My ladies church group has been asked to cater a wedding dinner. It is a pasta bar for 250 people- 3 kinds of pasta, 3 sauces, 3 toppings (broccoli, chicken, cheese), salad and bread. My question is how much pasta to prepare of each kind? I think it is spaghetti, penne, and macaroni. Sauces are red sauce, alfredo sauce, and cheese sauce. Also, would it be best to cook the pasta the day before, shock it in ice water, put it in gallon bags with oil, and then reheat the next day? We've done mostaccioli before with the sauce mixed in, but never plain pasta where the guest adds the sauce.


1 Answer 1


You would end up going through a lot of gallon bags, so I wouldn’t recommend that. If you were going to take that approach, I would suggest instead using deep hotel pans, undercook the pasta slightly, shock in cold water, drain, toss in a bit of oil, and then place in the pans.

The penne and macaroni will be the easiest to deal with, as strand pasta might be more difficult to extract from the pan to refresh in boiling water before serving. (You can also steam it to reheat if that would be easier, although it takes longer). If you’re adding hot sauce to the pasta, it only needs to be brought back to room temperature.

As for quantity, it really depends on how hearty the sauce and toppings are, how warm it is outside (people eat more when it’s cold), and what sort of people you’re cooking for (college football players are going to eat more than small children).

I’ve seen recommendations for anywhere from 2oz to 4oz (57 to 114g) of dried pasta per person depending if it’s intended as a side dish or a main course. And those numbers were assuming you’re serving them, not self-service.

As for the proportions of each pasta, it’s likely that demographics might have a factor there, too. I suspect that children would be more likely to go for macaroni, while people in fancy clothes might go for penne (as strands like spaghetti can be messier to eat). Most people would be accepting of other pasta if their first choice is no longer available, so that one might not be as critical of an issue.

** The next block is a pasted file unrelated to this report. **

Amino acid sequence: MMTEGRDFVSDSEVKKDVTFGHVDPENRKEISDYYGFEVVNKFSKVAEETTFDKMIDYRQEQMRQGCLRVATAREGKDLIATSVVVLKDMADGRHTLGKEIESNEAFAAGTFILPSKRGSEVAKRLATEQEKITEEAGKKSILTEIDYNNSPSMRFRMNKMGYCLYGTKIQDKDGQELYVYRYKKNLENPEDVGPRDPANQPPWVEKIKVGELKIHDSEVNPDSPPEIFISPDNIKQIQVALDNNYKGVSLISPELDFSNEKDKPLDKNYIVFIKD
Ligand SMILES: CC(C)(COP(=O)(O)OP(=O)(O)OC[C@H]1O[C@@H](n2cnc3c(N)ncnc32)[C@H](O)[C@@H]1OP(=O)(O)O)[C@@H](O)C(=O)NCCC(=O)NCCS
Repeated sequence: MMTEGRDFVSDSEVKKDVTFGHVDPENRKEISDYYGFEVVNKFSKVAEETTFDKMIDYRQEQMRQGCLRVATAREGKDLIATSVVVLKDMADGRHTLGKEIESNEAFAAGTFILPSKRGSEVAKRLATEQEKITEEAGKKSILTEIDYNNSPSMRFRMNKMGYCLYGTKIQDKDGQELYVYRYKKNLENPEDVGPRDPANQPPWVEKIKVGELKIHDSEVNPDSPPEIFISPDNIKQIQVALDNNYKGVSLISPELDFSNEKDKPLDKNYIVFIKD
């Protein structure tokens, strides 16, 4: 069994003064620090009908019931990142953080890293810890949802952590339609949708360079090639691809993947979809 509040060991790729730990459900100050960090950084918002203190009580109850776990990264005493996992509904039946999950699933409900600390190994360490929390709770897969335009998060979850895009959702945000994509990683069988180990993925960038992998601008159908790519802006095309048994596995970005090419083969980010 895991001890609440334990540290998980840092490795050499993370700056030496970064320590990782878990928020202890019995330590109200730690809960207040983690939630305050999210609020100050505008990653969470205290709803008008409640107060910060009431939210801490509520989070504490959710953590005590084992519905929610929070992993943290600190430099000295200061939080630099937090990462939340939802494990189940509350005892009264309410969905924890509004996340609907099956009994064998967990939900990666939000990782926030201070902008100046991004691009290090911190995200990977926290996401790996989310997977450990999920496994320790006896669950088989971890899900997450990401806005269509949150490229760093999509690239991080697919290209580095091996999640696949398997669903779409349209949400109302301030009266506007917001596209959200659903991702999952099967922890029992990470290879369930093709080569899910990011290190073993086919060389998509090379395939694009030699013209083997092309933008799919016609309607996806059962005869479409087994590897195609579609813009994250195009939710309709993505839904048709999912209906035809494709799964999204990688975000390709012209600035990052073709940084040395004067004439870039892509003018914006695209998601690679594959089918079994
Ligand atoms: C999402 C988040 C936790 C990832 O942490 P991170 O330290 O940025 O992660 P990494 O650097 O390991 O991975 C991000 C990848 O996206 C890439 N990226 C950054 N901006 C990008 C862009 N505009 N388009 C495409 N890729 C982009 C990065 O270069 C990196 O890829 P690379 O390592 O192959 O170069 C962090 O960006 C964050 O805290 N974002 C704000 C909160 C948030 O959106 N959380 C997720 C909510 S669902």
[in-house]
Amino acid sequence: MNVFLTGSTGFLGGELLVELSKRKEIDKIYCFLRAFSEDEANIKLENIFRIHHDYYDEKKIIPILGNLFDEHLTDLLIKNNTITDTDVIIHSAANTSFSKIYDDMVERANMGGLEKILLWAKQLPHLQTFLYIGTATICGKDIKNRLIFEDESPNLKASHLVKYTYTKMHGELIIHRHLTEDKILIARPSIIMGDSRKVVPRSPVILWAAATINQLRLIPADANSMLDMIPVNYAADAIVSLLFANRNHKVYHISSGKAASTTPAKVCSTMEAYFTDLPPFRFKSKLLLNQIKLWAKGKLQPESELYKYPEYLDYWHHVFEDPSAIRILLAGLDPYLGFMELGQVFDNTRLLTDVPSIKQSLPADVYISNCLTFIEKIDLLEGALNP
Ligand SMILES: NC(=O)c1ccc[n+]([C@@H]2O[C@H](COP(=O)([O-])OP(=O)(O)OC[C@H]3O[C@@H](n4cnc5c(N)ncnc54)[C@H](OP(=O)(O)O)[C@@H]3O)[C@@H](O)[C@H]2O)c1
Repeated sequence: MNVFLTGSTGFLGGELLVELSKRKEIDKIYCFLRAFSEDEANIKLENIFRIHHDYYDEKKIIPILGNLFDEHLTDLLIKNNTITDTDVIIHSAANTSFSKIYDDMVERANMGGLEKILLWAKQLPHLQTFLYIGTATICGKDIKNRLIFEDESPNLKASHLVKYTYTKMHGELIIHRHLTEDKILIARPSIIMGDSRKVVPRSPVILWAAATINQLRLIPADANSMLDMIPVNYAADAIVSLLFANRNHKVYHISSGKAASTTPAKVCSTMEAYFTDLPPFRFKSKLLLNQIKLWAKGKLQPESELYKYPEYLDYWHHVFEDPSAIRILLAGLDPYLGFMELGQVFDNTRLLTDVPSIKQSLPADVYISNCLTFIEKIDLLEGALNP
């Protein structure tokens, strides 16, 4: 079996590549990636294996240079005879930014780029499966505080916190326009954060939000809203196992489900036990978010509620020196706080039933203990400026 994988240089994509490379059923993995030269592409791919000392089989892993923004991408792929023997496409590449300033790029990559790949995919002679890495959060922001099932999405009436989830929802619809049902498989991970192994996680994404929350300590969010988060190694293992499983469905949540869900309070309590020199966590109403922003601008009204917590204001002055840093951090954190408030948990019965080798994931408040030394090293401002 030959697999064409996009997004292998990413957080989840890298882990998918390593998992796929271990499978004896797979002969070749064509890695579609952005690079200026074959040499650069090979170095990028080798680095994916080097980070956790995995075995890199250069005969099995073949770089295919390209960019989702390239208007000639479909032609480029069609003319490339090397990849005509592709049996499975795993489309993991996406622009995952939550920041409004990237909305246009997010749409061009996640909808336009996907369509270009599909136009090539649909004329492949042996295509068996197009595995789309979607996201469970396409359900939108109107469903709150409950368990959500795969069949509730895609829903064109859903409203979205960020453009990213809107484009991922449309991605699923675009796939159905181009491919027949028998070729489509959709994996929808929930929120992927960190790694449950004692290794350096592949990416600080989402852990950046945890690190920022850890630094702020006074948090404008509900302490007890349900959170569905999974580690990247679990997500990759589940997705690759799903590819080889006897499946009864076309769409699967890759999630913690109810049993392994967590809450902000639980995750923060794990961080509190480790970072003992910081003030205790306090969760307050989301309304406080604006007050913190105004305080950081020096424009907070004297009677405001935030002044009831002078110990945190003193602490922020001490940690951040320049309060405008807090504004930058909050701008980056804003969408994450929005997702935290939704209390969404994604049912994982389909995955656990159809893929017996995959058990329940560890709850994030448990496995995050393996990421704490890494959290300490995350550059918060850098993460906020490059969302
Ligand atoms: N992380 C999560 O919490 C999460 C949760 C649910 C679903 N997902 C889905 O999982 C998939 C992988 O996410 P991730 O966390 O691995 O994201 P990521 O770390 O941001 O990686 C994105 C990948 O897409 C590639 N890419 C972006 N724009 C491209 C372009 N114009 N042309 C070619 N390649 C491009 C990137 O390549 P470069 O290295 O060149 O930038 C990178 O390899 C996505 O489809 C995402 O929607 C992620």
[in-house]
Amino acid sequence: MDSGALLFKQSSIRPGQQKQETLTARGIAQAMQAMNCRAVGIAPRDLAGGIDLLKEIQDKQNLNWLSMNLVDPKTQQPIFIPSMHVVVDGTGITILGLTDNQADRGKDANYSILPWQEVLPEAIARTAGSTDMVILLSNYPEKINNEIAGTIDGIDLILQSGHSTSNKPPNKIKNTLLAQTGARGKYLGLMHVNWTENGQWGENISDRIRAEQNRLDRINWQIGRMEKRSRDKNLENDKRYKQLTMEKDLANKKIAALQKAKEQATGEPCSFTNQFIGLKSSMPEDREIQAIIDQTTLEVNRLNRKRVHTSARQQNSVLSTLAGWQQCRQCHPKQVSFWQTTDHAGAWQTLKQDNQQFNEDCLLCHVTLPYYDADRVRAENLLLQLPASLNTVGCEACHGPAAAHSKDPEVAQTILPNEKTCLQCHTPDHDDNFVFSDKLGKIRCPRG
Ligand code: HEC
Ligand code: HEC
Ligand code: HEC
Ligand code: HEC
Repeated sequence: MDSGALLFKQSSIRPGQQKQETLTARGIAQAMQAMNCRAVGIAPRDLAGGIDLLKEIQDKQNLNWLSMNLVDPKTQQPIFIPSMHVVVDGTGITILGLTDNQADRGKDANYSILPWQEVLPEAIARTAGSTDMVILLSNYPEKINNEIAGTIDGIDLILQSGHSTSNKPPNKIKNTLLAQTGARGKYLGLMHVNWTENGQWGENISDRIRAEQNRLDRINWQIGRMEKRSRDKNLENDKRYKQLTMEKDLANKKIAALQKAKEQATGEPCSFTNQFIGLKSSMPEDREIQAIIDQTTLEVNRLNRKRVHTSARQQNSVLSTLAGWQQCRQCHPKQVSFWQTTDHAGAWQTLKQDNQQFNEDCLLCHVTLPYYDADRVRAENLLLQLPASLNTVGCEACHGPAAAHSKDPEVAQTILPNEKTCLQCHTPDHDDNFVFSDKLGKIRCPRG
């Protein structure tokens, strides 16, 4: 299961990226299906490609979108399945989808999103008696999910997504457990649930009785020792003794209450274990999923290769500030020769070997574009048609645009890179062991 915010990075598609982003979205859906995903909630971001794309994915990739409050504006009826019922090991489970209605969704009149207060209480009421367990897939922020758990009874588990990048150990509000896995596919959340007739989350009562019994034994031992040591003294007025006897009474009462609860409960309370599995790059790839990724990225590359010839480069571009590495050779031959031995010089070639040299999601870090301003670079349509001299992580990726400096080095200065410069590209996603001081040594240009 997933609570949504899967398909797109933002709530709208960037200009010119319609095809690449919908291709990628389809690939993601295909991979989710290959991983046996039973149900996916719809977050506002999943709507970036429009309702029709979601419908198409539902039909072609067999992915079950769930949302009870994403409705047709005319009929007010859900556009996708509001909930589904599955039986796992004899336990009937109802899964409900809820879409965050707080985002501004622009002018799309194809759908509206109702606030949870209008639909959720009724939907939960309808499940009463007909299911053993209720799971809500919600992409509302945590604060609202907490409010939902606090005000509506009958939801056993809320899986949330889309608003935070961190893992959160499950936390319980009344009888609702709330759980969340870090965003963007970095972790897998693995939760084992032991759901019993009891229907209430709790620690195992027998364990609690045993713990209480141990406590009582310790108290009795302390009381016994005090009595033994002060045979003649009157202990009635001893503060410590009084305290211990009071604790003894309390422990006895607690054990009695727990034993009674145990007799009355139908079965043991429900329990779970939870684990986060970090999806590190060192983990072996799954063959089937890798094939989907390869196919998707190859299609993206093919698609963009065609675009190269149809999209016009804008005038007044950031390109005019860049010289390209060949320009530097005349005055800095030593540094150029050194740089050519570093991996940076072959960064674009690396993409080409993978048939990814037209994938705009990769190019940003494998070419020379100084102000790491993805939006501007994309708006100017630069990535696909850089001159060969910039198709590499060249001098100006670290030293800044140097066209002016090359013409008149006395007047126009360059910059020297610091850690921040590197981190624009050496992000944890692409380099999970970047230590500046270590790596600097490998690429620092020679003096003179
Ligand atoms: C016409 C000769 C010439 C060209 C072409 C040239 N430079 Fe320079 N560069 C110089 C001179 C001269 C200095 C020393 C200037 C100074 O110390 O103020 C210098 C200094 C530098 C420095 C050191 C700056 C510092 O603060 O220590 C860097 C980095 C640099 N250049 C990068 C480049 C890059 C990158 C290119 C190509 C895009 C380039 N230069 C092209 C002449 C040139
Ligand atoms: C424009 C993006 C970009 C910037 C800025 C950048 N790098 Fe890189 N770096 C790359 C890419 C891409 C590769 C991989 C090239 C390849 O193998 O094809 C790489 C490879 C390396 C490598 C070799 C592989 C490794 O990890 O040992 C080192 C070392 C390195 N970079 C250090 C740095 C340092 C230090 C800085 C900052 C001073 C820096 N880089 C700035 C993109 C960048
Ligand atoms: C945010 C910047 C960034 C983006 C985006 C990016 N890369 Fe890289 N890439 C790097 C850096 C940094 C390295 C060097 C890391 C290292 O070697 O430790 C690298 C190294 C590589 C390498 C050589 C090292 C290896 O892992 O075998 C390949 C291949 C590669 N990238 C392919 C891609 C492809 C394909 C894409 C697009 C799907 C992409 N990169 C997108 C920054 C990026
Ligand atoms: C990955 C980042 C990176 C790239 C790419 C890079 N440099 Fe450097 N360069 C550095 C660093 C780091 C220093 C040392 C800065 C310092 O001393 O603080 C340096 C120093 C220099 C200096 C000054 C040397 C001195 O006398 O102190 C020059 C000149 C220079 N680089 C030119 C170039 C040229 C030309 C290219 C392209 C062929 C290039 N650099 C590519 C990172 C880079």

I would recommend doing a smaller test dinner for maybe 12-25 people, so you can test out your prep, cooking and reheating methods, and get a clearer estimate of how much you should cook for the group. It will also let you know how fast each batch takes to cook so how much time you need to plan for.

  • 5
    If the main course is just pasta with sauce I think 114g is a little on the short side for a grown up. If the pasta is the main source of calories I would go up to 6 oz/ 171g depending on age and gender distribution.
    – quarague
    Feb 23 at 14:48
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    If food catering isn't something you're familiar with (especially with this many people), @Joe's suggestion about doing a test dinner is spot on. My wife and I serve a kids meal on a regular basis, and with just about any new meal we try, we always do a test of not only the food, but the prep time, plating procedures, etc. That way there are fewer surprises during the meal itself, especially if there are specific times that your wedding is expecting food to be ready.
    – Milwrdfan
    Feb 23 at 15:36
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    @Milwrdfan : I assumed they had, from their comment about serving other food before, but if someone finds this who hasn’t, I would also recommend cooking.stackexchange.com/q/12068/67
    – Joe
    Feb 23 at 17:02
  • 3
    Don't forget to make allowances for seconds, changes, and waste, especially if guests serve themselves. Feb 23 at 22:02

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